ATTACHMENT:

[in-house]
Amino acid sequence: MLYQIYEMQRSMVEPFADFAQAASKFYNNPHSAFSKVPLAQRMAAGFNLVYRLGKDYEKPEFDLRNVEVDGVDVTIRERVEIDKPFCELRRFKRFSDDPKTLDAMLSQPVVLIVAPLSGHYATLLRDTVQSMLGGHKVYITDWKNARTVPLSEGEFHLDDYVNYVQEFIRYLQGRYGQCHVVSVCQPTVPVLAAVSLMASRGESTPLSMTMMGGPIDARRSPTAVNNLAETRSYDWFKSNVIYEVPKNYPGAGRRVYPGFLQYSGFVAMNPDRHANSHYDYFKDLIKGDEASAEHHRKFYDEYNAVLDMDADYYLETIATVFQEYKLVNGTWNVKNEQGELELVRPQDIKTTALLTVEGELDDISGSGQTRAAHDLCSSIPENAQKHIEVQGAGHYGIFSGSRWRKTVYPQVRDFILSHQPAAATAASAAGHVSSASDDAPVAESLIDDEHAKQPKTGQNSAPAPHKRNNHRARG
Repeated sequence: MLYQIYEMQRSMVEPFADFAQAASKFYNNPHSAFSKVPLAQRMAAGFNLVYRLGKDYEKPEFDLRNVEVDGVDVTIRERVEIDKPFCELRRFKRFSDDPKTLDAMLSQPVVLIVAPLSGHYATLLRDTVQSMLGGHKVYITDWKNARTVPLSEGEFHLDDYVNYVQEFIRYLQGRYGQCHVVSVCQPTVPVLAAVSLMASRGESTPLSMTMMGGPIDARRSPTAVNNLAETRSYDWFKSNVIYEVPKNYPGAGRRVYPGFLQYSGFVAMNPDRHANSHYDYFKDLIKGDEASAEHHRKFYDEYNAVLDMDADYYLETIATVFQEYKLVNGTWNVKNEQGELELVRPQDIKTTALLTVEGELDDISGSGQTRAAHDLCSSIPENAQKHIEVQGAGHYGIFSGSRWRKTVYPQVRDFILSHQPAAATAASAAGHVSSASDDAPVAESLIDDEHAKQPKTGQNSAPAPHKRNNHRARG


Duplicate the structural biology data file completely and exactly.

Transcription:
[in-house]
Amino acid sequence: MLYQIYEMQRSMVEPFADFAQAASKFYNNPHSAFSKVPLAQRMAAGFNLVYRLGKDYEKPEFDLRNVEVDGVDVTIRERVEIDKPFCELRRFKRFSDDPKTLDAMLSQPVVLIVAPLSGHYATLLRDTVQSMLGGHKVYITDWKNARTVPLSEGEFHLDDYVNYVQEFIRYLQGRYGQCHVVSVCQPTVPVLAAVSLMASRGESTPLSMTMMGGPIDARRSPTAVNNLAETRSYDWFKSNVIYEVPKNYPGAGRRVYPGFLQYSGFVAMNPDRHANSHYDYFKDLIKGDEASAEHHRKFYDEYNAVLDMDADYYLETIATVFQEYKLVNGTWNVKNEQGELELVRPQDIKTTALLTVEGELDDISGSGQTRAAHDLCSSIPENAQKHIEVQGAGHYGIFSGSRWRKTVYPQVRDFILSHQPAAATAASAAGHVSSASDDAPVAESLIDDEHAKQPKTGQNSAPAPHKRNNHRARG
Repeated sequence: MLYQIYEMQRSMVEPFADFAQAASKFYNNPHSAFSKVPLAQRMAAGFNLVYRLGKDYEKPEFDLRNVEVDGVDVTIRERVEIDKPFCELRRFKRFSDDPKTLDAMLSQPVVLIVAPLSGHYATLLRDTVQSMLGGHKVYITDWKNARTVPLSEGEFHLDDYVNYVQEFIRYLQGRYGQCHVVSVCQPTVPVLAAVSLMASRGESTPLSMTMMGGPIDARRSPTAVNNLAETRSYDWFKSNVIYEVPKNYPGAGRRVYPGFLQYSGFVAMNPDRHANSHYDYFKDLIKGDEASAEHHRKFYDEYNAVLDMDADYYLETIATVFQEYKLVNGTWNVKNEQGELELVRPQDIKTTALLTVEGELDDISGSGQTRAAHDLCSSIPENAQKHIEVQGAGHYGIFSGSRWRKTVYPQVRDFILSHQPAAATAASAAGHVSSASDDAPVAESLIDDEHAKQPKTGQNSAPAPHKRNNHRARG